‘It’s Going to Be Around Forever’: What We Heard This Year

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In place of our usual “What We Heard This Week” feature, and as part of our year-end wrap-ups, we’ve selected some of the best quotes our reporters heard in 2021.

“If you hear hoofbeats, you are more likely to see a horse, unless you are in an evolving COVID-19 pandemic. Then it may be a zebra.” — Benji Mathews, MD, of Regions Hospital in St. Paul, Minnesota, back in January on including atypical COVID-19 manifestations in a differential diagnosis.

“We don’t knock. We don’t pull the door shut. We just barge in and ask what we want.” — Beverly Jordan, MD, a family practitioner in rural Enterprise, Alabama, describing the challenge of relatives interrupting a patient’s telehealth visit.

“If you arrived from another planet and saw two airports a mile apart, one for Black people and another for whites, you’d think this is some kind of weird apartheid…. We don’t do that for airports, but somehow that’s where we’ve ended up with hospitals.” — Vikas Saini, MD, president of the Lown Institute, discussing structural racism in healthcare.

“Get vaccinated. Good for your health. Good for your sex life.” — Bradley Anawalt, MD, of the University of Washington Medical Center in Seattle, in June debunking concerns that the authorized COVID-19 vaccines might harm male fertility.

It’s like “trying to soak up a lake with a napkin.” — Shawn Ryan, MD, vice chair of the legislative advocacy committee for the American Society of Addiction Medicine, describing the situation of opioid treatment providers, who say they are bleeding cash and unable to keep staff in the face of rising drug overdose deaths.

“The shame, the embarrassment, the soul-crushing debt, trying and trying — it’s just like, what more do you have left to give?” — Mahad Minhas, MD, a resident physician at the University of Michigan, describing the despair some students experience when they don’t match to a residency program.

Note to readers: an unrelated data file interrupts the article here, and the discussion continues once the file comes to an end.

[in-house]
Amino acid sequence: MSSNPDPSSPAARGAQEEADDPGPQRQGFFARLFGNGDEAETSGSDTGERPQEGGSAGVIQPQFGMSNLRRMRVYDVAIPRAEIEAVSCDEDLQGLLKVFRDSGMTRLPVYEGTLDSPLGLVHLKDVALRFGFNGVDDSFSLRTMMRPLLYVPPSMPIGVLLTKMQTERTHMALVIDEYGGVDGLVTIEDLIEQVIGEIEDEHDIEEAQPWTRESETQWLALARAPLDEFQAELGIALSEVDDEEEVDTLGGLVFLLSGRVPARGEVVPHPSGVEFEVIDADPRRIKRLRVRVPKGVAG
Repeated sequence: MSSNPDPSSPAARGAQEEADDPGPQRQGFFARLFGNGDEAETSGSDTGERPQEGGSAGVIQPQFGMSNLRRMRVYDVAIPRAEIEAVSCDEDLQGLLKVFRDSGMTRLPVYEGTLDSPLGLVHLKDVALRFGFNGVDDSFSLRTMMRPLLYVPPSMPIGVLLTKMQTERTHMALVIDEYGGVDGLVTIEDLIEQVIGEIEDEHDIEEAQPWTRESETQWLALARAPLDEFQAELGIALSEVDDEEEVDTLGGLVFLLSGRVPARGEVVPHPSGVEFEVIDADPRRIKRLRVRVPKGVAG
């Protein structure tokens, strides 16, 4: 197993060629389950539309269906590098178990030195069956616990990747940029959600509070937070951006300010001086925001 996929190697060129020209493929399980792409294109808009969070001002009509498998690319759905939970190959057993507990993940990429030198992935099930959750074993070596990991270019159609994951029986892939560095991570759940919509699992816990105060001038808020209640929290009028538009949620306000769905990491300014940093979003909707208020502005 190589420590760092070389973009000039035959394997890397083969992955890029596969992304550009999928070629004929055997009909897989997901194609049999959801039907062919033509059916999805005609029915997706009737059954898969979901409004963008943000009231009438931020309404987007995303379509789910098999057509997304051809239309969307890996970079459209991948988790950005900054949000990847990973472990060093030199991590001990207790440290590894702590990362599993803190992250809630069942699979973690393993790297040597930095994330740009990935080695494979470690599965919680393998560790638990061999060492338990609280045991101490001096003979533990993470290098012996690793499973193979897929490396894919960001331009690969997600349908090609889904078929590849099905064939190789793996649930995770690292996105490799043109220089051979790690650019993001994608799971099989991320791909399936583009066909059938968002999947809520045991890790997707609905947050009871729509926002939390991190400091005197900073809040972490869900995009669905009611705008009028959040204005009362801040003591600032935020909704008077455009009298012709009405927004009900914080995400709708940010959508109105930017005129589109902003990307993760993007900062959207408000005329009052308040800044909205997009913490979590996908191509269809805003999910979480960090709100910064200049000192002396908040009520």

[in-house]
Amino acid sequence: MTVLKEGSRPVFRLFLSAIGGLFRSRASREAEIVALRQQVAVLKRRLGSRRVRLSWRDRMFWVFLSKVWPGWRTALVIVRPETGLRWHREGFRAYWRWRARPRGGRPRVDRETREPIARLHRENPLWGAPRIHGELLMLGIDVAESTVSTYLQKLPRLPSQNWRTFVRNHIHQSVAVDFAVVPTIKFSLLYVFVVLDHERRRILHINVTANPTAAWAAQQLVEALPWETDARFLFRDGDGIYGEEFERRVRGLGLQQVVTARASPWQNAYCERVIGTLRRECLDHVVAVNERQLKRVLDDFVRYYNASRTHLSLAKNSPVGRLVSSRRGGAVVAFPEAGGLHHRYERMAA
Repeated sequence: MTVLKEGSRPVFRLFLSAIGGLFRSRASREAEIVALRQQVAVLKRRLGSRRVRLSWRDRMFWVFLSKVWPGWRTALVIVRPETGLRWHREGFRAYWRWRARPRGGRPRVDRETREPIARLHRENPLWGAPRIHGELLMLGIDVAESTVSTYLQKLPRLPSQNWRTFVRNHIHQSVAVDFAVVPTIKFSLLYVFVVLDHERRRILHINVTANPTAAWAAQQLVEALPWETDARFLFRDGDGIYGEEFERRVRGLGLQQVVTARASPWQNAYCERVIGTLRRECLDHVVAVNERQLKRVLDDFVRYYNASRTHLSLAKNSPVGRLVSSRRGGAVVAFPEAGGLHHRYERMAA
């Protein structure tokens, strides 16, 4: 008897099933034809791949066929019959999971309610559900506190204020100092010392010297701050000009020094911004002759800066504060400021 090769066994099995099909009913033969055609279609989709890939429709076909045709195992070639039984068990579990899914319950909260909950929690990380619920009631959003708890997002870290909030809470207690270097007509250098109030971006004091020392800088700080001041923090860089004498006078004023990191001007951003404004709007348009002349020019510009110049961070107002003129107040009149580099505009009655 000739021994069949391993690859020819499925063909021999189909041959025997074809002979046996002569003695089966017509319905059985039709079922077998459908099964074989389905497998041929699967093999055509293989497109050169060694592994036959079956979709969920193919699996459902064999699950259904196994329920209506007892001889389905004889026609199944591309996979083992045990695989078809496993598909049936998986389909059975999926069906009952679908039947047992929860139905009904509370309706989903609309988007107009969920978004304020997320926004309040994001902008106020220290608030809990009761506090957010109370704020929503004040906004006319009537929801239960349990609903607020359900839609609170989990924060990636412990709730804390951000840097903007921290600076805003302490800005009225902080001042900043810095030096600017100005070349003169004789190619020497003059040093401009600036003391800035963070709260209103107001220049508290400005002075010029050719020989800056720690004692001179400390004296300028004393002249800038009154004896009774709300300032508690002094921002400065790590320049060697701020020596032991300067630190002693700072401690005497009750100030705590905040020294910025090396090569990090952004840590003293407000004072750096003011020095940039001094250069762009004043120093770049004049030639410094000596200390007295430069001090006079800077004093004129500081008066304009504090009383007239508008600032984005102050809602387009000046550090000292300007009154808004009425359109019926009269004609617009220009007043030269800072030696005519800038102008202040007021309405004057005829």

“I think we’re going to see a turnaround.” — Anthony Fauci, MD, chief medical advisor to President Biden, in August on how he anticipated America’s Delta wave to improve, especially if vaccination rates continued to mount. Well, this aged well.

“Every guideline we write is out of date a few days after it’s published.” — Milton Packer, MD, of Baylor University Medical Center, on how new European guidelines for heart failure treatment would need to be revised with the release of the EMPEROR-Preserved study in August.

“This is an all-out abortion ban, plain and simple.” — Amy Hagstrom Miller, CEO of Texas abortion provider Whole Woman’s Health, on the Texas law passed in September that outlaws abortions after 6 weeks.

“It’s like quicksand, as soon as you start answering more questions, you’re never caught up.” — Natalie Azar, MD, of NYU Grossman School of Medicine, speaking on how the deluge of EHR messaging and electronic communications contributes to physician burnout.

“To see a movie in the theater was quite incredible.” — Lorenzo Menicanti, MD, of IRCCS Policlinico San Donato in Milan, talking about how life in Italy was almost back to normal in October compared with about 20 months prior when Italy was the epicenter of Europe’s COVID outbreak.

“This is a terrific, important, timely effort as we move forward with spaceflight being routine; indeed, William Shatner at age 90 is heading into space this week.” — Michael Lev, MD, of Massachusetts General Hospital, discussing new research about the neurologic effects of space travel.

“Originally we thought these tests could cost $5 each, we had a lot of hope for that. At CVS and Walgreens they cost more than $20 apiece. That’s crazy.” — Tinglong Dai, PhD, of Johns Hopkins Carey Business School, on the unexpectedly high prices of the highly coveted at-home rapid COVID-19 tests.

“People need to realize that it’s going to be around forever.” — Trevor Bedford, PhD, a virologist at Fred Hutch in Seattle, dispelling the notion of a post-COVID world.

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